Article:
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Mark Twain, A Biography Vol III, Part 1: 1900 - 1907|
CCXLIV. Traits and Philosophies
by Paine, Albert Bigelow
|I brought to the dictation one morning the Omar Khayyam card which
Twichell had written him so long ago; I had found it among the letters.
It furnished him a subject for that morning. He said:
How strange there was a time when I had never heard of Omar Khayyam!
When that card arrived I had already read the dozen quatrains or so
in the morning paper, and was still steeped in the ecstasy of
delight which they occasioned. No poem had ever given me so much
pleasure before, and none has given me so much pleasure since. It
is the only poem I have ever carried about with me. It has not been
from under my hand all these years.
He had no general fondness for poetry; but many poems appealed to him,
and on occasion he liked to read them aloud. Once, during the dictation,
some verses were sent up by a young authoress who was waiting below for
his verdict. The lines pictured a phase of negro life, and she wished to
know if he thought them worthy of being read at some Tuskegee ceremony.
He did not fancy the idea of attending to the matter just then and said:
"Tell her she can read it. She has my permission. She may commit any
crime she wishes in my name."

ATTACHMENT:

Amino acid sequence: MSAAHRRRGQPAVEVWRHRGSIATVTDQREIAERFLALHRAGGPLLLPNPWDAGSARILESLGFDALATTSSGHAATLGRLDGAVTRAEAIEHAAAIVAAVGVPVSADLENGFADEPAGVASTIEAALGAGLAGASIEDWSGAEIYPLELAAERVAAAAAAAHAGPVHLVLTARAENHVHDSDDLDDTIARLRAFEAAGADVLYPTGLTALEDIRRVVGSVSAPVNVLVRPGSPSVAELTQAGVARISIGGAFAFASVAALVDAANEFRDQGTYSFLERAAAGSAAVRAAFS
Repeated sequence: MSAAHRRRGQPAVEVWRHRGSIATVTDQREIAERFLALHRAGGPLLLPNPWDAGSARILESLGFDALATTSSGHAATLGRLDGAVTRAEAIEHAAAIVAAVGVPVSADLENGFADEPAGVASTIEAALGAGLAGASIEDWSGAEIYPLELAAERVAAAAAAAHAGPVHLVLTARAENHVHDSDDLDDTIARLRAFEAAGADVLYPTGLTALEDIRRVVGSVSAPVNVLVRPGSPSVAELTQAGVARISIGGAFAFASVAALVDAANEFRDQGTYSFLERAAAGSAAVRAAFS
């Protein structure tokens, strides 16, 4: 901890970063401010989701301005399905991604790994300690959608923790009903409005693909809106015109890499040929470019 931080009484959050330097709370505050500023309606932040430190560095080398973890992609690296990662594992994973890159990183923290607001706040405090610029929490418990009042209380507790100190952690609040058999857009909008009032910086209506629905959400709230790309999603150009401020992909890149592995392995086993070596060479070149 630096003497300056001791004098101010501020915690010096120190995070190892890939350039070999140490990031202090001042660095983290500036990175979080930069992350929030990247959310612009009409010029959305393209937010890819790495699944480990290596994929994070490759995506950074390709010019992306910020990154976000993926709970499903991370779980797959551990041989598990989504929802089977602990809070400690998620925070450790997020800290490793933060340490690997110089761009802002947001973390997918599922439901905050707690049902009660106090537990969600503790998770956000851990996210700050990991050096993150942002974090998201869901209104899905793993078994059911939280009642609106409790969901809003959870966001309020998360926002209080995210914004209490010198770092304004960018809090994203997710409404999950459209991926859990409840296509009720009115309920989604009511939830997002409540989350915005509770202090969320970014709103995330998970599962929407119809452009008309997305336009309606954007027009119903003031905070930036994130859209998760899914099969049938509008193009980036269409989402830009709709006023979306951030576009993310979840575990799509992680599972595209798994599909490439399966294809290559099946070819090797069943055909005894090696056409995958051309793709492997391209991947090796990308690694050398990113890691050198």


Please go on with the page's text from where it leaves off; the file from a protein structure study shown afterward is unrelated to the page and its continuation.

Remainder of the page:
It was urged that the verses were of high merit and the author a very
charming young lady.
"I'm very glad," he said, "and I am glad the Lord made her; I hope He
will make some more just like her. I don't always approve of His
handiwork, but in this case I do."
Then suddenly he added:
"Well, let me see it--no time like the present to get rid of these
He took the manuscript and gave such a rendition of those really fine
verses as I believe could not be improved upon. We were held breathless
by his dramatic fervor and power. He returned a message to that young
aspirant that must have made her heart sing. When the dictation had
ended that day, I mentioned his dramatic gift.
"Yes," he said, "it is a gift, I suppose, like spelling and punctuation
and smoking. I seem to have inherited all those." Continuing, he spoke
of inherited traits in general.
"There was Paige," he said; "an ignorant man who could not make a machine
himself that would stand up, nor draw the working plans for one; but he
invented the eighteen thousand details of the most wonderful machine the
world has ever known. He watched over the expert draftsmen, and
superintended the building of that marvel. Pratt & Whitney built it; but
it was Paige's machine, nevertheless--the child of his marvelous gift.
We don't create any of our traits; we inherit all of them. They have
come down to us from what we impudently call the lower animals. Man is
the last expression, and combines every attribute of the animal tribes
that preceded him. One or two conspicuous traits distinguish each family
of animals from the others, and those one or two traits are found in
every member of each family, and are so prominent as to eternally and
unchangeably establish the character of that branch of the animal world.
In these cases we concede that the several temperaments constitute a law